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Atlantic City Seafood Chef will Represent New Jersey in National Crown Competition in Louisiana

For Immediate Release: June 21, 2012
Contact: Lynne Richmond
(609) 633-2954

(PRINCETON) – New Jersey Secretary of Agriculture Douglas H. Fisher today declared Demetrios Haronis, Executive Chef of Fin at the Tropicana Casino Hotel in Atlantic City, the winner of the 2012 Jersey Seafood Challenge for his signature dish that featured Jersey beer-battered soft-shell crab. As the champion, Haronis will represent New Jersey at the Great American Seafood Cook-off in New Orleans in August.

“New Jersey has some of the best seafood in the nation and we know Demetrios Haronis will showcase our Jersey pride when he represents the Garden State in New Orleans later this summer,” said Secretary Fisher.  “Congratulations to all the competitors who prepared an outstanding lineup of dishes that demonstrated the superior quality of our bountiful Jersey Seafood and Jersey Fresh produce.”

Growing up in Wildwood and Cape May, Haronis said he developed a great appreciation for Jersey Seafood, especially since his father was a chef.  As Executive Chef of Fin, Haronis focuses on local ingredients, as he did with his competition entry.

“It was real food with good flavors,” Haronis said of his creation that included Jersey Fresh sweet corn and other local produce.  “You pretty much can’t go wrong if you keep it simple.  We will do well in New Orleans.  We have some of the best product in the world in New Jersey.”

Haronis began his career in the restaurant industry, working in his parents’ Wildwood restaurant.  After school, he worked in many notable establishments up and down the Jersey coast.  He attended the Academy of Culinary Arts at Atlantic-Cape Community College and went on to work at the Tropicana in Atlantic City as a sous chef, working his way up to Executive Chef at Fin, which opened two years ago.

Photo of Chefs Mooney, Boyle, Secretary Fisher and Chef Haronis
Chef Will Mooney, Chef Bradley Boyle, Secretary Fisher and Chef Demetrios Haronis.

Other chefs who participated in the cook-off coordinated by the New Jersey Department of Agriculture included: Chris Baulo, Scarduzio’s at the Showboat Hotel and Casino, Atlantic City; Bradley Boyle, Salt Gastropub, Stanhope; Peter Ingrasselino, Masina Trattoria, Weehawken; Sofia Karakasidou, Kuzina by Sofia, Cherry Hill; Jack Koumbis, Assembly Steak House and Seafood Grill, Englewood Cliffs; Will Mooney, The Brothers Moon Restaurant, Hopewell; and Terry Strong, Mediterra Restaurant, Princeton.

The Jersey Seafood Challenge took place at the Governor’s residence, Drumthwacket, in Princeton and was sponsored by the New Jersey Restaurant Association, the Garden State Seafood Association, Anheuser Busch, Atlantic-Capes Fisheries, Barney’s Dock, Dock Street Seafood, Fisherman’s Dock Co-op, LaMonica Fine Foods, Lund’s Fisheries, The Lobster House and Viking Village.

Second runner-up in the competition was Will Mooney of The Brothers Moon Restaurant and third runner-up was Bradley Boyle of Salt Gastropub.

The Great American Seafood Cook-off is limited to 20 chefs with the champion being named King or Queen of American Seafood. The cook-off is televised by the Food Network and is part of the Louisiana Foodservice Expo.  The event will take place on August 11 in New Orleans.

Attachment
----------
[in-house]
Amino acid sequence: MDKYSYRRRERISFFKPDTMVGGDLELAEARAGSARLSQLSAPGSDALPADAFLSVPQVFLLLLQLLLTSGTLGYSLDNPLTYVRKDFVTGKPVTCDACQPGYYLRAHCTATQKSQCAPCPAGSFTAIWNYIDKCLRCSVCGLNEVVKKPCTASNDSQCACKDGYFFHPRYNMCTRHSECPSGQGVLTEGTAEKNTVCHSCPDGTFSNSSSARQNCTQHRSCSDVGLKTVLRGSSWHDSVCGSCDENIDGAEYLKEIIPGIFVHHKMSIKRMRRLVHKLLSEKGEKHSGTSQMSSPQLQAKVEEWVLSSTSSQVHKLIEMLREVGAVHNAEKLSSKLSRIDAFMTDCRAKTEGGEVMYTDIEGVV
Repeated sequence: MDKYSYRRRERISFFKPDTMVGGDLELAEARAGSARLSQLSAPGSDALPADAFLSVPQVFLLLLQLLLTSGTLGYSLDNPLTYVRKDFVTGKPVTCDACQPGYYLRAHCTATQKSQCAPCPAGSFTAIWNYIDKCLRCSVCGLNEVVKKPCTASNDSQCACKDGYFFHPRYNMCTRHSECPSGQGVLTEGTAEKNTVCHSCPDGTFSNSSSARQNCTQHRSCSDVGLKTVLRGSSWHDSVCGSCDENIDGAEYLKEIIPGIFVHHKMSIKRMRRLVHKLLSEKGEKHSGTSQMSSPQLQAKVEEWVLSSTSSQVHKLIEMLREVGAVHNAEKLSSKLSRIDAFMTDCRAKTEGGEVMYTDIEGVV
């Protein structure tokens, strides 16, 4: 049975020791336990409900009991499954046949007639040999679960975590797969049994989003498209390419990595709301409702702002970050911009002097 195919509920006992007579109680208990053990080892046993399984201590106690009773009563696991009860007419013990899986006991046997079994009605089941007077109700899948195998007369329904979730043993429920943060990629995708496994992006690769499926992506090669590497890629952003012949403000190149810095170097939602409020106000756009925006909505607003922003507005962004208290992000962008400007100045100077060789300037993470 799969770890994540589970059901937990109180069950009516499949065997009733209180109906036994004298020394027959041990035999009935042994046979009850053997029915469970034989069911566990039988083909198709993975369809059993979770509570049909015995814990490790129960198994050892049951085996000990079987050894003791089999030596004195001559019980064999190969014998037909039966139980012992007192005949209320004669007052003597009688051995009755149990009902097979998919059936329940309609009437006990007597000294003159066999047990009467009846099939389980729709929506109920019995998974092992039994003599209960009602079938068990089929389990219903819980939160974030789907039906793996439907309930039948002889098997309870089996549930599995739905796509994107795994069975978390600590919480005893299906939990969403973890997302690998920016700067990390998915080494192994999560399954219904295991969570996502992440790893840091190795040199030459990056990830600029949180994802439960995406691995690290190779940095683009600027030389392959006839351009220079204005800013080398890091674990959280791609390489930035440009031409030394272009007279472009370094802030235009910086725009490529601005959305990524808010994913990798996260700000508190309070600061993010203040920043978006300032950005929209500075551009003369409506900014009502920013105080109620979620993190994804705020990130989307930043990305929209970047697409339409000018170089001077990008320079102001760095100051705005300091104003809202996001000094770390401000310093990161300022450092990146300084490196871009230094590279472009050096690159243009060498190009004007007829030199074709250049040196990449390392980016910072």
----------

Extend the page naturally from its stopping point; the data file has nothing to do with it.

Judging the competition were: Jennifer Monaco, Club Managers Association of New Jersey; Jim Weaver, President, New Jersey Slow Food Movement; Gary Giberson, Lawrenceville School Food Service Director; Ed Coss, Milford Oyster House; Nancy Brannigan Painter, Edible Jersey, Editor and Publisher; Gef Flimlin, Rutgers University Marine Extension Agent; Frank Benowitz, Chef/Instructor at Mercer County Community College; Greg DiDomenico, Executive Director of the Garden State Seafood Association; and chef Peter Fischbach, New Jersey’s Great American Seafood Cook-off representative 2008-2010.

Also on hand was Michael Deeg of The Salt Creek Grille in Princeton, who created The Shawshank, the winning cocktail of the 2012 New Jersey Restaurant Association’s Mixologist of the year competition.

New Jersey’s seafood industry positively impacts the Garden State economy in many ways.  In 2010, New Jersey fishermen reeled in 162 million pounds of seafood in 2010, valued at $178 million.  It is estimated these landings generated a billion dollars of economic activity.  The industry also generates thousands of jobs, with 2,500 commercial fishermen, and 1,500 employed by 109 seafood processors/dealers. 

Home to six major fishing ports, Cape May/Wildwood was the second highest commercial fishing port on the East Coast and 11th nationally with 43 million pounds of fish landed, worth $81 million.

New Jersey fishermen land more than 100 varieties of finfish and shellfish. New Jersey’s most valuable fisheries in 2012 were sea scallops ($109 million), surf clams/ocean quahogs ($24 million) and blue crabs ($12 million), according to the National Oceanic and Atmospheric Administration (NOAA).

The popularity of Jersey Seafood has spurred the creation of a Community-Supported Fishery group called “Sea Salt” in Galloway Township, similar to Jersey Fresh’s Community Supported Agriculture.  With this CSA for fish, coastal residents can pre-purchase a share of seafood caught by New Jersey fishermen.  The movement is coordinated by Rutgers Cooperative Extension and supported by the New Jersey Sea Grant Consortium.  For more information, visit

For more information about New Jersey seafood, visit the Jersey Seafood website at